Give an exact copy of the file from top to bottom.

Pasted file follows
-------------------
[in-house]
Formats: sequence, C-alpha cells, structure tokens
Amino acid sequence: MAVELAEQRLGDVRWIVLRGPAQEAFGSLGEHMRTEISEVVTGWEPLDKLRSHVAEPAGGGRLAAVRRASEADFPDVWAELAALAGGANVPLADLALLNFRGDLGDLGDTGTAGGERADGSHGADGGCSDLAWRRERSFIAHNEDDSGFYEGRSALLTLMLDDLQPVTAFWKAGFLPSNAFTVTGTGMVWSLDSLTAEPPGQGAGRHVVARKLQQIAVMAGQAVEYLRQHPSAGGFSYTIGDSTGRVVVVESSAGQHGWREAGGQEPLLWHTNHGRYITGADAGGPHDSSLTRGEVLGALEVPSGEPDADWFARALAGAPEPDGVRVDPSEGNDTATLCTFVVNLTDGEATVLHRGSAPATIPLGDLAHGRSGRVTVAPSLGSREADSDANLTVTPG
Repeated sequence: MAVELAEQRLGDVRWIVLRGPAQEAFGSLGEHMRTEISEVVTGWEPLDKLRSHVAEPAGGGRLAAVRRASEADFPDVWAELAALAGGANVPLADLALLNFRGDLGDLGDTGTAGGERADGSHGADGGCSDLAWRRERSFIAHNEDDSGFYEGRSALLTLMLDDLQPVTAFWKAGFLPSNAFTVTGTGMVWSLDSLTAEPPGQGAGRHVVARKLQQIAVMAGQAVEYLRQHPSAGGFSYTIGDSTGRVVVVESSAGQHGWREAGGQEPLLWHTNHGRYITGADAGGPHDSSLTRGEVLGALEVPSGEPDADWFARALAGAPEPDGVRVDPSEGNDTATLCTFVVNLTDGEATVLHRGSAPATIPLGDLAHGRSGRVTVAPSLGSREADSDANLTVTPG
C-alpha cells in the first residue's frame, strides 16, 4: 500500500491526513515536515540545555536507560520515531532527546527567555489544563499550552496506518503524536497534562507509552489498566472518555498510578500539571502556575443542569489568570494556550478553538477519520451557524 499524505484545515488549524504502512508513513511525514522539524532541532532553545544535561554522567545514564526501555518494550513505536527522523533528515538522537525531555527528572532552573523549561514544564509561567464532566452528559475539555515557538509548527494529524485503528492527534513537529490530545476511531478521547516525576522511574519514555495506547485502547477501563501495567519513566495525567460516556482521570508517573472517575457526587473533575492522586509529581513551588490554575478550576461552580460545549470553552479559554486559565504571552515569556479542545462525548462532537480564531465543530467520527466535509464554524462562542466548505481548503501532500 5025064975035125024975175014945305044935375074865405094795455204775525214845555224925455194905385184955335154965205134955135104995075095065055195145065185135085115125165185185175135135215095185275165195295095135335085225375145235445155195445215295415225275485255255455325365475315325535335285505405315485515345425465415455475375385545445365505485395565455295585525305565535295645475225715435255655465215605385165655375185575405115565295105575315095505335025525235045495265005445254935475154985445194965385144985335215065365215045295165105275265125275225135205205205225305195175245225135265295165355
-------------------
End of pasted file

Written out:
[in-house]
Formats: sequence, C-alpha cells, structure tokens
Amino acid sequence: MAVELAEQRLGDVRWIVLRGPAQEAFGSLGEHMRTEISEVVTGWEPLDKLRSHVAEPAGGGRLAAVRRASEADFPDVWAELAALAGGANVPLADLALLNFRGDLGDLGDTGTAGGERADGSHGADGGCSDLAWRRERSFIAHNEDDSGFYEGRSALLTLMLDDLQPVTAFWKAGFLPSNAFTVTGTGMVWSLDSLTAEPPGQGAGRHVVARKLQQIAVMAGQAVEYLRQHPSAGGFSYTIGDSTGRVVVVESSAGQHGWREAGGQEPLLWHTNHGRYITGADAGGPHDSSLTRGEVLGALEVPSGEPDADWFARALAGAPEPDGVRVDPSEGNDTATLCTFVVNLTDGEATVLHRGSAPATIPLGDLAHGRSGRVTVAPSLGSREADSDANLTVTPG
Repeated sequence: MAVELAEQRLGDVRWIVLRGPAQEAFGSLGEHMRTEISEVVTGWEPLDKLRSHVAEPAGGGRLAAVRRASEADFPDVWAELAALAGGANVPLADLALLNFRGDLGDLGDTGTAGGERADGSHGADGGCSDLAWRRERSFIAHNEDDSGFYEGRSALLTLMLDDLQPVTAFWKAGFLPSNAFTVTGTGMVWSLDSLTAEPPGQGAGRHVVARKLQQIAVMAGQAVEYLRQHPSAGGFSYTIGDSTGRVVVVESSAGQHGWREAGGQEPLLWHTNHGRYITGADAGGPHDSSLTRGEVLGALEVPSGEPDADWFARALAGAPEPDGVRVDPSEGNDTATLCTFVVNLTDGEATVLHRGSAPATIPLGDLAHGRSGRVTVAPSLGSREADSDANLTVTPG
C-alpha cells in the first residue's frame, strides 16, 4: 500500500491526513515536515540545555536507560520515531532527546527567555489544563499550552496506518503524536497534562507509552489498566472518555498510578500539571502556575443542569489568570494556550478553538477519520451557524 499524505484545515488549524504502512508513513511525514522539524532541532532553545544535561554522567545514564526501555518494550513505536527522523533528515538522537525531555527528572532552573523549561514544564509561567464532566452528559475539555515557538509548527494529524485503528492527534513537529490530545476511531478521547516525576522511574519514555495506547485502547477501563501495567519513566495525567460516556482521570508517573472517575457526587473533575492522586509529581513551588490554575478550576461552580460545549470553552479559554486559565504571552515569556479542545462525548462532537480564531465543530467520527466535509464554524462562542466548505481548503501532500 5025064975035125024975175014945305044935375074865405094795455204775525214845555224925455194905385184955335154965205134955135104995075095065055195145065185135085115125165185185175135135215095185275165195295095135335085225375145235445155195445215295415225275485255255455325365475315325535335285505405315485515345425465415455475375385545445365505485395565455295585525305565535295645475225715435255655465215605385165655375185575405115565295105575315095505335025525235045495265005445254935475154985445194965385144985335215065365215045295165105275265125275225135205205205225305195175245225135265295165355